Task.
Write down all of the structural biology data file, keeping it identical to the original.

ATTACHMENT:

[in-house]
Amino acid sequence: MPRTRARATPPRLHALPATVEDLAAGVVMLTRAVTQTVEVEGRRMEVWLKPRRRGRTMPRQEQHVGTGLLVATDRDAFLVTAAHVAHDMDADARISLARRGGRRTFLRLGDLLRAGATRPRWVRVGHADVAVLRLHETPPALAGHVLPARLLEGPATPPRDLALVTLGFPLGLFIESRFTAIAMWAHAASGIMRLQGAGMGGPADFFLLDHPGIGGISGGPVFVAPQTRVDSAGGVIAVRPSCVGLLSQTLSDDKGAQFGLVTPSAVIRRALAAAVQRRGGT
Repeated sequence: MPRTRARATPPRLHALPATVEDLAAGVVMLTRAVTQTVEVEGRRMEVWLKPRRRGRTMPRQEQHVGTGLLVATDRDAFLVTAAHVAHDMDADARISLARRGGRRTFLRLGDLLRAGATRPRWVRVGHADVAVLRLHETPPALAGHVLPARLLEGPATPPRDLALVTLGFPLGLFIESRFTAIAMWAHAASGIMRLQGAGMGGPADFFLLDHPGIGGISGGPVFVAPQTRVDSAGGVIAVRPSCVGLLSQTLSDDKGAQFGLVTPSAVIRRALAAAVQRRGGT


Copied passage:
[in-house]
Amino acid sequence: MPRTRARATPPRLHALPATVEDLAAGVVMLTRAVTQTVEVEGRRMEVWLKPRRRGRTMPRQEQHVGTGLLVATDRDAFLVTAAHVAHDMDADARISLARRGGRRTFLRLGDLLRAGATRPRWVRVGHADVAVLRLHETPPALAGHVLPARLLEGPATPPRDLALVTLGFPLGLFIESRFTAIAMWAHAASGIMRLQGAGMGGPADFFLLDHPGIGGISGGPVFVAPQTRVDSAGGVIAVRPSCVGLLSQTLSDDKGAQFGLVTPSAVIRRALAAAVQRRGGT
Repeated sequence: MPRTRARATPPRLHALPATVEDLAAGVVMLTRAVTQTVEVEGRRMEVWLKPRRRGRTMPRQEQHVGTGLLVATDRDAFLVTAAHVAHDMDADARISLARRGGRRTFLRLGDLLRAGATRPRWVRVGHADVAVLRLHETPPALAGHVLPARLLEGPATPPRDLALVTLGFPLGLFIESRFTAIAMWAHAASGIMRLQGAGMGGPADFFLLDHPGIGGISGGPVFVAPQTRVDSAGGVIAVRPSCVGLLSQTLSDDKGAQFGLVTPSAVIRRALAAAVQRRGGT